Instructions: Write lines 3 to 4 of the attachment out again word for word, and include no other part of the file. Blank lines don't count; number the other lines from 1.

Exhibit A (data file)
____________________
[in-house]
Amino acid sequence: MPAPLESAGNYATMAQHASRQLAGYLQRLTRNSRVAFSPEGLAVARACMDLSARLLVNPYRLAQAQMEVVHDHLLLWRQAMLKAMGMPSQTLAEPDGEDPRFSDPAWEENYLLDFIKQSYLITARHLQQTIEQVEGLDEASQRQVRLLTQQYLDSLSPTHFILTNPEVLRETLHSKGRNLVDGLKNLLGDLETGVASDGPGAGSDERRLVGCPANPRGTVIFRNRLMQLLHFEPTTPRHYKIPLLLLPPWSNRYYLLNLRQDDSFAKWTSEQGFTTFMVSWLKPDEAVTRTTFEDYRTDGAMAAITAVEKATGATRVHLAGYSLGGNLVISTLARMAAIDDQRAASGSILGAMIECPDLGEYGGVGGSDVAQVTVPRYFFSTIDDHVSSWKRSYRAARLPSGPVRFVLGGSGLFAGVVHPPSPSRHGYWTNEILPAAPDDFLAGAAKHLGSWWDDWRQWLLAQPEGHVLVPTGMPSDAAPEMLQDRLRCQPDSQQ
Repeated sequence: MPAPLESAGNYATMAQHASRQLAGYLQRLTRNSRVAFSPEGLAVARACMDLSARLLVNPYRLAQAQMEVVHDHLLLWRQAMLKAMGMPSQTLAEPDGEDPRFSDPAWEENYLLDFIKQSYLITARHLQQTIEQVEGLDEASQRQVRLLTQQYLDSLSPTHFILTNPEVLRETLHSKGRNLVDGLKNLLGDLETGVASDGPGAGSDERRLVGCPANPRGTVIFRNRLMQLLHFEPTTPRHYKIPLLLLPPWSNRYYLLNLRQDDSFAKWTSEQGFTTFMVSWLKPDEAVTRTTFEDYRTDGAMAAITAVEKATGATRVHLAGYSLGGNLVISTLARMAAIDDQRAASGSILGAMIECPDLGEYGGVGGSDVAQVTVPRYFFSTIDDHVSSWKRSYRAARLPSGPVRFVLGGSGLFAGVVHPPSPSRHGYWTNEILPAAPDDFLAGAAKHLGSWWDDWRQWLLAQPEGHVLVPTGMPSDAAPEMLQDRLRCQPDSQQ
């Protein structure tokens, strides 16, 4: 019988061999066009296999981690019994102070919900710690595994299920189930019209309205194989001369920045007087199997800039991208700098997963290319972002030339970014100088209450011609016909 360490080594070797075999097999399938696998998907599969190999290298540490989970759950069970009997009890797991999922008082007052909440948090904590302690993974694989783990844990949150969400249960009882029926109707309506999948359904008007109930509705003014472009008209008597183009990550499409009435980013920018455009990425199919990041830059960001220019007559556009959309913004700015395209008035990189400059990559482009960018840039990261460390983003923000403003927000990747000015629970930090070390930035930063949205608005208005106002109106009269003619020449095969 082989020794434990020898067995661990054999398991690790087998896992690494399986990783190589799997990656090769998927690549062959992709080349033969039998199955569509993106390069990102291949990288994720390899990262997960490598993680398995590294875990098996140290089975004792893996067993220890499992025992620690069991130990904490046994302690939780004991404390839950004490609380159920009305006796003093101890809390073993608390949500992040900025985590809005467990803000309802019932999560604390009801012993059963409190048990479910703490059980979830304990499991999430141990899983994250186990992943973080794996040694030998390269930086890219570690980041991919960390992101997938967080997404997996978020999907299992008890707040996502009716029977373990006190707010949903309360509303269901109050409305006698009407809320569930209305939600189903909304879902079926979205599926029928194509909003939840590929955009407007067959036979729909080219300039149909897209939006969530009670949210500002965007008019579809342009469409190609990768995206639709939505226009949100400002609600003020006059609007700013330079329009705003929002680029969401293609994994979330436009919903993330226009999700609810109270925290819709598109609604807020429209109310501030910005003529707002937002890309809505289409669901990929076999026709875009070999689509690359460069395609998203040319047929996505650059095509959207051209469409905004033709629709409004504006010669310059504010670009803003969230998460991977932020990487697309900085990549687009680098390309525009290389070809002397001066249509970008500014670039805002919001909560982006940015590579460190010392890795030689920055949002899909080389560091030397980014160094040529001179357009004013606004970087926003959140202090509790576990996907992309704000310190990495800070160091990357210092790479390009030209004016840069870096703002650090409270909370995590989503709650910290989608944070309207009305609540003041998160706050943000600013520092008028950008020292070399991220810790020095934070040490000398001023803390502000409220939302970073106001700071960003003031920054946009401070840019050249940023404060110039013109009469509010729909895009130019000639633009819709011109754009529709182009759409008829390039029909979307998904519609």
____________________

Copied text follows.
Repeated sequence: MPAPLESAGNYATMAQHASRQLAGYLQRLTRNSRVAFSPEGLAVARACMDLSARLLVNPYRLAQAQMEVVHDHLLLWRQAMLKAMGMPSQTLAEPDGEDPRFSDPAWEENYLLDFIKQSYLITARHLQQTIEQVEGLDEASQRQVRLLTQQYLDSLSPTHFILTNPEVLRETLHSKGRNLVDGLKNLLGDLETGVASDGPGAGSDERRLVGCPANPRGTVIFRNRLMQLLHFEPTTPRHYKIPLLLLPPWSNRYYLLNLRQDDSFAKWTSEQGFTTFMVSWLKPDEAVTRTTFEDYRTDGAMAAITAVEKATGATRVHLAGYSLGGNLVISTLARMAAIDDQRAASGSILGAMIECPDLGEYGGVGGSDVAQVTVPRYFFSTIDDHVSSWKRSYRAARLPSGPVRFVLGGSGLFAGVVHPPSPSRHGYWTNEILPAAPDDFLAGAAKHLGSWWDDWRQWLLAQPEGHVLVPTGMPSDAAPEMLQDRLRCQPDSQQ
């Protein structure tokens, strides 16, 4: 019988061999066009296999981690019994102070919900710690595994299920189930019209309205194989001369920045007087199997800039991208700098997963290319972002030339970014100088209450011609016909 360490080594070797075999097999399938696998998907599969190999290298540490989970759950069970009997009890797991999922008082007052909440948090904590302690993974694989783990844990949150969400249960009882029926109707309506999948359904008007109930509705003014472009008209008597183009990550499409009435980013920018455009990425199919990041830059960001220019007559556009959309913004700015395209008035990189400059990559482009960018840039990261460390983003923000403003927000990747000015629970930090070390930035930063949205608005208005106002109106009269003619020449095969 082989020794434990020898067995661990054999398991690790087998896992690494399986990783190589799997990656090769998927690549062959992709080349033969039998199955569509993106390069990102291949990288994720390899990262997960490598993680398995590294875990098996140290089975004792893996067993220890499992025992620690069991130990904490046994302690939780004991404390839950004490609380159920009305006796003093101890809390073993608390949500992040900025985590809005467990803000309802019932999560604390009801012993059963409190048990479910703490059980979830304990499991999430141990899983994250186990992943973080794996040694030998390269930086890219570690980041991919960390992101997938967080997404997996978020999907299992008890707040996502009716029977373990006190707010949903309360509303269901109050409305006698009407809320569930209305939600189903909304879902079926979205599926029928194509909003939840590929955009407007067959036979729909080219300039149909897209939006969530009670949210500002965007008019579809342009469409190609990768995206639709939505226009949100400002609600003020006059609007700013330079329009705003929002680029969401293609994994979330436009919903993330226009999700609810109270925290819709598109609604807020429209109310501030910005003529707002937002890309809505289409669901990929076999026709875009070999689509690359460069395609998203040319047929996505650059095509959207051209469409905004033709629709409004504006010669310059504010670009803003969230998460991977932020990487697309900085990549687009680098390309525009290389070809002397001066249509970008500014670039805002919001909560982006940015590579460190010392890795030689920055949002899909080389560091030397980014160094040529001179357009004013606004970087926003959140202090509790576990996907992309704000310190990495800070160091990357210092790479390009030209004016840069870096703002650090409270909370995590989503709650910290989608944070309207009305609540003041998160706050943000600013520092008028950008020292070399991220810790020095934070040490000398001023803390502000409220939302970073106001700071960003003031920054946009401070840019050249940023404060110039013109009469509010729909895009130019000639633009819709011109754009529709182009759409008829390039029909979307998904519609």